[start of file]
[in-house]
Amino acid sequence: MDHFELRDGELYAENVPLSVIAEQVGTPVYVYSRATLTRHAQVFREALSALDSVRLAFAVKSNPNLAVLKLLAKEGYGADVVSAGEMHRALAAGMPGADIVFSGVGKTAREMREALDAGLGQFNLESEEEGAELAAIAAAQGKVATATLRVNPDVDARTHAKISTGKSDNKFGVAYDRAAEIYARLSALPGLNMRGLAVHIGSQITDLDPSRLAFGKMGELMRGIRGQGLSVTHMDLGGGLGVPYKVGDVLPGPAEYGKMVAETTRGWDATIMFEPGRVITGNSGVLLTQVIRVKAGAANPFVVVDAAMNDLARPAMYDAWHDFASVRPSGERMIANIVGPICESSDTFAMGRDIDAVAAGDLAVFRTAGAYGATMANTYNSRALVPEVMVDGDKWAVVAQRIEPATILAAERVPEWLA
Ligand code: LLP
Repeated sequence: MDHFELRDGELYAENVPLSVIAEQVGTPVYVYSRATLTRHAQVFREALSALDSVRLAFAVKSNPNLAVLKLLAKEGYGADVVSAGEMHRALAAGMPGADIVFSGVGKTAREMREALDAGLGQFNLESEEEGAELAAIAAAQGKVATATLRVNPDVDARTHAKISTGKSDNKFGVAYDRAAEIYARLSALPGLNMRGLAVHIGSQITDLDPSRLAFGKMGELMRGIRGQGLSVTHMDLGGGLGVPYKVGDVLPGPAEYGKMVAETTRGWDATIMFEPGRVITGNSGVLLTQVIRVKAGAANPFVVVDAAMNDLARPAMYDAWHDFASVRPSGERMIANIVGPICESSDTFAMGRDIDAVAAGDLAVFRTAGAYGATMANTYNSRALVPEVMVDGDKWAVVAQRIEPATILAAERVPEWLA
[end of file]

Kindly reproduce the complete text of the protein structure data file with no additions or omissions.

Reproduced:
[in-house]
Amino acid sequence: MDHFELRDGELYAENVPLSVIAEQVGTPVYVYSRATLTRHAQVFREALSALDSVRLAFAVKSNPNLAVLKLLAKEGYGADVVSAGEMHRALAAGMPGADIVFSGVGKTAREMREALDAGLGQFNLESEEEGAELAAIAAAQGKVATATLRVNPDVDARTHAKISTGKSDNKFGVAYDRAAEIYARLSALPGLNMRGLAVHIGSQITDLDPSRLAFGKMGELMRGIRGQGLSVTHMDLGGGLGVPYKVGDVLPGPAEYGKMVAETTRGWDATIMFEPGRVITGNSGVLLTQVIRVKAGAANPFVVVDAAMNDLARPAMYDAWHDFASVRPSGERMIANIVGPICESSDTFAMGRDIDAVAAGDLAVFRTAGAYGATMANTYNSRALVPEVMVDGDKWAVVAQRIEPATILAAERVPEWLA
Ligand code: LLP
Repeated sequence: MDHFELRDGELYAENVPLSVIAEQVGTPVYVYSRATLTRHAQVFREALSALDSVRLAFAVKSNPNLAVLKLLAKEGYGADVVSAGEMHRALAAGMPGADIVFSGVGKTAREMREALDAGLGQFNLESEEEGAELAAIAAAQGKVATATLRVNPDVDARTHAKISTGKSDNKFGVAYDRAAEIYARLSALPGLNMRGLAVHIGSQITDLDPSRLAFGKMGELMRGIRGQGLSVTHMDLGGGLGVPYKVGDVLPGPAEYGKMVAETTRGWDATIMFEPGRVITGNSGVLLTQVIRVKAGAANPFVVVDAAMNDLARPAMYDAWHDFASVRPSGERMIANIVGPICESSDTFAMGRDIDAVAAGDLAVFRTAGAYGATMANTYNSRALVPEVMVDGDKWAVVAQRIEPATILAAERVPEWLA